A change to the schedule today, which came with associated headaches. We realized that the 20 minutes we were giving ourselves after The Ghost to get to a different theatre (albeit one nearby) to see Chocolate simply wasn’t going to be enough, given that they start giving tickets to the rush line at about 15 minutes prior to the start of the film, and that we prefer sitting next to each other.
So we traded our tickets to see The Ghost for vouchers, getting up early to do so. Then we hopped on the subway to rush over to our next screening, realizing that the guy who did the exchange screwed up: giving us one regular voucher (which was correct), and one day voucher (which was not). Day vouchers can only be used for screenings prior to 5:00 pm, but we were planning on using it in a rush line for a 6:30 pm screening (as is our right, being Festival Lite package holders). So now we had to go back to the line from this morning, at a time when time was precious (we had to get in the rush line and grab dinner). After making the switch and grabbing some subs, we were pretty far back in the rush line for Uncertainty. But we made it into the screening (just barely), proving that the rush line process can work sometimes (largely because at this part of the week, no muckity-mucks are attending screenings anymore, so the reserved seats are turned over to rush liners).
Read on for musings on Synecdoche, New York, Gigantic, Uncertainty, and Me and Orson Welles…
Synecdoche, New York
Director: Charlie Kaufman
Starring: Philip Seymour Hoffman, Samantha Morton, Michelle Williams, Catherine Keener, Emily Watson, Dianne Wiest, Jennifer Jason Leigh, Hope Davis, Tom Noonan
Charlie Kaufman steps into the director’s chair for the first time, seemingly attempting to prove that the straight-laced, literalistic adaptors of his previous tales like Spike Jonze and Michel Gondry were holding back his vision all along from reaching its true, manic heights. Because this movie? Is messed up. It makes Being John Malkovich and Eternal Sunshine of the Spotless Mind look about as fanciful as a Ron Howard film. I hated it and I loved it, and think it’s both the self-indulgent work of an artist stuck in his own head and the brilliant work of an artist examining every crevise of his messed up head.
On the one hand, Synecdoche, New York is the perfect sort of film to catch at a film festival: off-the-wall unusual, challenging, and trapped beneath about 15 layers of meta, making it perfect for an audience of film lovers. On the other hand, it’s a bit unfortunate that I still have several movies to watch in such a short period of time (I’m currently sitting in the theatre for my next screening), since I could use a week or so try and mentally unpack what I just experienced. It probably requires multiple viewings to try and interpret all the metaphors and eccentricities on display, but believe me when I tell you that I have no desire to ever see this film again.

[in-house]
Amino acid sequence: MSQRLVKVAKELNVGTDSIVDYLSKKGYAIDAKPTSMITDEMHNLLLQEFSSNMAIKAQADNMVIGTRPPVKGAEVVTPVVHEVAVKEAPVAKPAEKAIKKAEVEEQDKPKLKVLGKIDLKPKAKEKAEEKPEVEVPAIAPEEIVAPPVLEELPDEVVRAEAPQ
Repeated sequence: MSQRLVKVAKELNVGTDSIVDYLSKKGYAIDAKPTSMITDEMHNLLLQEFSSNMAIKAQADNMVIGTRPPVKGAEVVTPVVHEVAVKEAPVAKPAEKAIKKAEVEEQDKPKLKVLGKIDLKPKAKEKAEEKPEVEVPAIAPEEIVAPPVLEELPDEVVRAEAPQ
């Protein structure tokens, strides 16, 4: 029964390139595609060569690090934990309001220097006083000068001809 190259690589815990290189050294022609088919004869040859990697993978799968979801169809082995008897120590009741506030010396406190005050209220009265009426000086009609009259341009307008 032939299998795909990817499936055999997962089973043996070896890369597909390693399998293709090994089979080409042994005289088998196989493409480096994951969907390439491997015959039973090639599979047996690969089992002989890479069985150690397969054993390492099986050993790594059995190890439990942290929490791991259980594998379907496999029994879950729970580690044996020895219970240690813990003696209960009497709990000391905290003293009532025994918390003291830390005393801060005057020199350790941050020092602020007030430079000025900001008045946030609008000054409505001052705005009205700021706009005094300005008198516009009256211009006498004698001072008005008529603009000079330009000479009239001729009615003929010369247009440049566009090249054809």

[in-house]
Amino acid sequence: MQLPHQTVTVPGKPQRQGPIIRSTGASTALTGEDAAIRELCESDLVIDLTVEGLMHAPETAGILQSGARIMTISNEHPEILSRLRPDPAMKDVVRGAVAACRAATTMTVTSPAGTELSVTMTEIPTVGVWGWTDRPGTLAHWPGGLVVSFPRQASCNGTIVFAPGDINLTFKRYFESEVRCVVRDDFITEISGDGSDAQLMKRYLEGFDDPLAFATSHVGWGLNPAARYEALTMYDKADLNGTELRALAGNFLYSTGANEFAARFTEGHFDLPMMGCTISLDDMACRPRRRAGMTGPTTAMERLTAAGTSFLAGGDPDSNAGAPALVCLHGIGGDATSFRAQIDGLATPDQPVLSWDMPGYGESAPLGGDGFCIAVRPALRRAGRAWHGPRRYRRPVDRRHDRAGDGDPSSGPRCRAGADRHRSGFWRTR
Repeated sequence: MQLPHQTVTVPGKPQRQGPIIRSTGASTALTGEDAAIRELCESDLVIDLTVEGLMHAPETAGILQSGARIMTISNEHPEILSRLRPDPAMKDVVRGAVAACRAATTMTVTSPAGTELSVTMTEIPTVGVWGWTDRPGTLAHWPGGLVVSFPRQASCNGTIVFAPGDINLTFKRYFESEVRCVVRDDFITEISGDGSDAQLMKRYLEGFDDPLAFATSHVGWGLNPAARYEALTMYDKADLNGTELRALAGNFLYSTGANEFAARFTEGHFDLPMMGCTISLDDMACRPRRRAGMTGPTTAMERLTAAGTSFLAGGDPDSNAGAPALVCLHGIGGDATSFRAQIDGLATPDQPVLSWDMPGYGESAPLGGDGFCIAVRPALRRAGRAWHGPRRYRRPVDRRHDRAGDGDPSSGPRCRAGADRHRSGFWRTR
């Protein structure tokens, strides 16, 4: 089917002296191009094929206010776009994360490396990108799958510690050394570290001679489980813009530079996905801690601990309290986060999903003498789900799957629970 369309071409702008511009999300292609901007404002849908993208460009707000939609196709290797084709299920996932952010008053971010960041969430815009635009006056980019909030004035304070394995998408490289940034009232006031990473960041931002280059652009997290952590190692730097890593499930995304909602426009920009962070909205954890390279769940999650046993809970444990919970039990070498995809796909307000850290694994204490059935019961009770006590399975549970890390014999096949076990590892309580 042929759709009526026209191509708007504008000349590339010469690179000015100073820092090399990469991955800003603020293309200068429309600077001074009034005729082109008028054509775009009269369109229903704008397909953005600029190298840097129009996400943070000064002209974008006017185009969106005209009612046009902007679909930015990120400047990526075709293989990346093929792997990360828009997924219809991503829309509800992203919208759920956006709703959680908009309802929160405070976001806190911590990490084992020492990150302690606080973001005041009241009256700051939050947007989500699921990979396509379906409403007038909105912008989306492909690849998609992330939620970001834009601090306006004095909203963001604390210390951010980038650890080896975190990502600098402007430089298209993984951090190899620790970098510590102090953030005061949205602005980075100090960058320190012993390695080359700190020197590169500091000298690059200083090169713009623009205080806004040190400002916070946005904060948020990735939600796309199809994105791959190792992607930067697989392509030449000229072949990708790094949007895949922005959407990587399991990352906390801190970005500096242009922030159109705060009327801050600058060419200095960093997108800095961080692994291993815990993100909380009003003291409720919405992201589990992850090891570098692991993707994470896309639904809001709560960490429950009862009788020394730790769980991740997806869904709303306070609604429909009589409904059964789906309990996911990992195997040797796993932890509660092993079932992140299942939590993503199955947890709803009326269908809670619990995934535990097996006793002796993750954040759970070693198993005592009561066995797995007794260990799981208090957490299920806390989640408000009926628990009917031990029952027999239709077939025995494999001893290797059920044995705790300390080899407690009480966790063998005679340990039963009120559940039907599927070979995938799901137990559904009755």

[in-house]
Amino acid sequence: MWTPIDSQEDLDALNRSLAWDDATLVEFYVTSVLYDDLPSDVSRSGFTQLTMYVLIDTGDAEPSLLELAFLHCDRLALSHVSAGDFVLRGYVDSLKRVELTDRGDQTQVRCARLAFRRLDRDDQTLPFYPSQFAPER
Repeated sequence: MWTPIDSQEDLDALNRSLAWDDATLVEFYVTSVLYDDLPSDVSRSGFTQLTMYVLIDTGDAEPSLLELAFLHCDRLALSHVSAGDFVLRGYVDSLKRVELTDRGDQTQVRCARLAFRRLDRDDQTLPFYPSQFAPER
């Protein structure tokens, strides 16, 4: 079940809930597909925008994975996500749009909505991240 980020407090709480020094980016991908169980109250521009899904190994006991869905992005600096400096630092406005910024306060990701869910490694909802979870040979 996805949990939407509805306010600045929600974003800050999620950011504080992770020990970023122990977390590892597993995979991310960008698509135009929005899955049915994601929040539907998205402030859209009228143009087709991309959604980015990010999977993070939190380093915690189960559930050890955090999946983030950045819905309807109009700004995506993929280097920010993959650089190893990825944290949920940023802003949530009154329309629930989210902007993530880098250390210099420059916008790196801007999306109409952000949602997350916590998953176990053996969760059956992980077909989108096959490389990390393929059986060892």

As the film began, I was enjoying the humdrum dynamics of Philip Seymour Hoffman, Catherine Keener, and Samantha Morton, while slightly annoyed at Kaufman’s by now tiresome infusion of the bizarre. Then as it slipped further down the rabbit hole, I was ready to give up on it (which is another reason why the film is a good festival choice: were I watching this at home on DVD, I’m not sure I would have kept watching). But then it got even more weird, pushing far past the tacked on quirkiness you’d expect from a Kaufman film into the world of the bizarre, and I was in awe. Beyond the metas within metas on screen was the extra meta level of realizing that this came out of another human being’s head, and the question if we were getting a glimpse into how Charlie Kaufman’s mind works. By that point, I was way past trying to figure out what the specifics of the film were, and was sort of happy to simply be along for the ride. With my mind fully blown, I was now able to see the whole picture, and damned if there wasn’t some true profoundity trapped beneath all those layers.
Could this have been achieved with a little less craziness and more judicial editing? Probably, but I’m guessing it was all part of the process Kaufman needed to get there himself.